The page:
On appeal, the Federal Circuit rejected Genzyme’s argument, holding that Genzyme had actual notice of the Kikuchi and van der Ploeg ’91 references and had an opportunity to be heard with regards to those references. Continue reading “PTAB Can Rely Upon Prior Art Not Cited in an IPR Institution Decision to Establish the State of Art”

Federal Circuit Erases a Rare Patent Owner Victory and Tells PTAB: No Changing Horses (Claim Constructions) Midstream

By Tom Engellenner
In a recent decision on an inter partes review (IPR) appeal, the Federal Circuit erased a rare victory for a patent owner and remanded the case back to the Patent Trial and Appeal Board (PTAB) for rehearing on the sole claim that survived the initial trial.  In SAS Institute, Inc. v. ComplementSoft, LLC, Nos. 2015-1346 & 2015-1347 (Fed. Cir. June 10, 2016), SAS Institute, as petitioner, had challenged claims 1-16 of Patent 7,110,936 owned by ComplementSoft.  The ’936 patent discloses “a language independent software development tool having a graphical user interface.”  The PTAB instituted an IPR trial on claims 1 and 3-10 of the patent and ultimately found all of the instituted claims, except for claim 4, invalid in light of the prior art.  (IPR2013-00226).

At issue in the appeal was whether claim 4 was properly found not invalid. Claim 4 was an independent claim and included (among other things) an element, “graphic representations of data flows,” that the PTAB had construed in its initial determination to be “a diagram that depicts a map of the progression (or path) through the source code.”

However, in its final written decision, the PTAB chose a new definition for this term, namely “a graphical representation comprised of icons depicting data processing steps and arrows to depict the movement of data through source code.” Based on this new construction, the PTAB concluded that this feature was not taught or suggested by the cited art.

On appeal, the Federal Circuit panel of Judges Newman, Chen and Stoll found error in the PTAB’s adoption of a new construction for a term it had construed differently in its institution decision. The Federal Circuit panel (citing Belden Inc. v. Berk-Tek LLC, 805 F.3d 1064, 1080 (Fed. Cir. 2015)) held that the Administrative Procedure Act (APA) prevents federal agencies, including the PTAB, from “chang[ing] theories in midstream without giving the respondent reasonable notice of the change and the opportunity to present argument under the new theory.”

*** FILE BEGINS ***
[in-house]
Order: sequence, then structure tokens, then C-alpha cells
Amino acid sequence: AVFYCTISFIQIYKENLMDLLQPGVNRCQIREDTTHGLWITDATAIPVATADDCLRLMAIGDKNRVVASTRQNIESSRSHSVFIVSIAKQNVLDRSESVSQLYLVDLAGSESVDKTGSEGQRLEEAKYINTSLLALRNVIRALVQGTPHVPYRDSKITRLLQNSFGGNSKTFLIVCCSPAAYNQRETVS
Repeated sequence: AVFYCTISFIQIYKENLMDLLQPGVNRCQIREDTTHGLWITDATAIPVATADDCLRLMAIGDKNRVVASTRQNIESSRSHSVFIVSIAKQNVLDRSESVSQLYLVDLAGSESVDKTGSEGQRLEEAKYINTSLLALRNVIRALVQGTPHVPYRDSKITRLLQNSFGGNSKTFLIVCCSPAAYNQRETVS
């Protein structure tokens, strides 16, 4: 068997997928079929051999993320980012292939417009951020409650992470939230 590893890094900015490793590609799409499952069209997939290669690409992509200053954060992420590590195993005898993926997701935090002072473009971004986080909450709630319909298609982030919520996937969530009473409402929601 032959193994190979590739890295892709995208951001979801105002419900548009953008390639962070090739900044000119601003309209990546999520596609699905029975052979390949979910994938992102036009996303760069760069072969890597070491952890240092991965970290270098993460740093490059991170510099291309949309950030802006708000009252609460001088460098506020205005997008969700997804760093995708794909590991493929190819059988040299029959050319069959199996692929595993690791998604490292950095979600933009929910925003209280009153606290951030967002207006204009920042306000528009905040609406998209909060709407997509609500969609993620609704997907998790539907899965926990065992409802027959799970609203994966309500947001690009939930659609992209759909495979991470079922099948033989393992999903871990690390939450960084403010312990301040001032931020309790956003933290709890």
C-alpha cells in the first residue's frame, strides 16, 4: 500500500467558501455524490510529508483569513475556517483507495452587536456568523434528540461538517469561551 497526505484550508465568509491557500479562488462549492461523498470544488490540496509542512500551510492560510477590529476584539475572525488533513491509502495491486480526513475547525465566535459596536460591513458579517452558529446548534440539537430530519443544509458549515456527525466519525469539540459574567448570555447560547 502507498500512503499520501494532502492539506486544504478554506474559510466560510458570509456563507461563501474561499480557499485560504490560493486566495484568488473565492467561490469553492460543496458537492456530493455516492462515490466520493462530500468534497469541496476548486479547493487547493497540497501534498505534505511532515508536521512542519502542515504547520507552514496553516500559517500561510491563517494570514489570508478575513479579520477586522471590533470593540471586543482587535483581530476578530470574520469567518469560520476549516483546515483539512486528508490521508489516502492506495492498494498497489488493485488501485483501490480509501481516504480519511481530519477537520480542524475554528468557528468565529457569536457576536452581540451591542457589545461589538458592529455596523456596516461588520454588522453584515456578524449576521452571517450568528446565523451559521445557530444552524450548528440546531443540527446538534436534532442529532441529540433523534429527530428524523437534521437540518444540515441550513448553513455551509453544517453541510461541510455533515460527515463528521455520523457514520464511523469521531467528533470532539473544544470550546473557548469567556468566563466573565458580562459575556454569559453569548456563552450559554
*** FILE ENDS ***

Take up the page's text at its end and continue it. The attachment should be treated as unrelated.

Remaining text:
Writing for the Fed. Circuit panel, Judge Stoll wrote, “[i]t is difficult to imagine either party anticipating that already-interpreted terms were actually moving targets, and it is thus unreasonable to expect that they would have briefed or argued, in the alternative, hypothetical constructions not asserted by their opponent.”

The decision may be a pyrrhic victory for SAS Institute since Judge Stoll’s opinion also noted: “[W]e we agree with the Board’s ultimate construction of the “graphical representations of data flows” claim term. The Board’s procedure for arriving at this construction, however, gives us pause.”

Interestingly, the Federal Circuit panel had no problem with PTAB construing claim language on the fly – so long as the Board had not previously construed the claim element differently in its initial determination. “What concerns us is not that the Board adopted a construction in its final written decision, as the Board is free to do, but that the Board ‘change[d] theories in midstream,’” cited the Belden case again.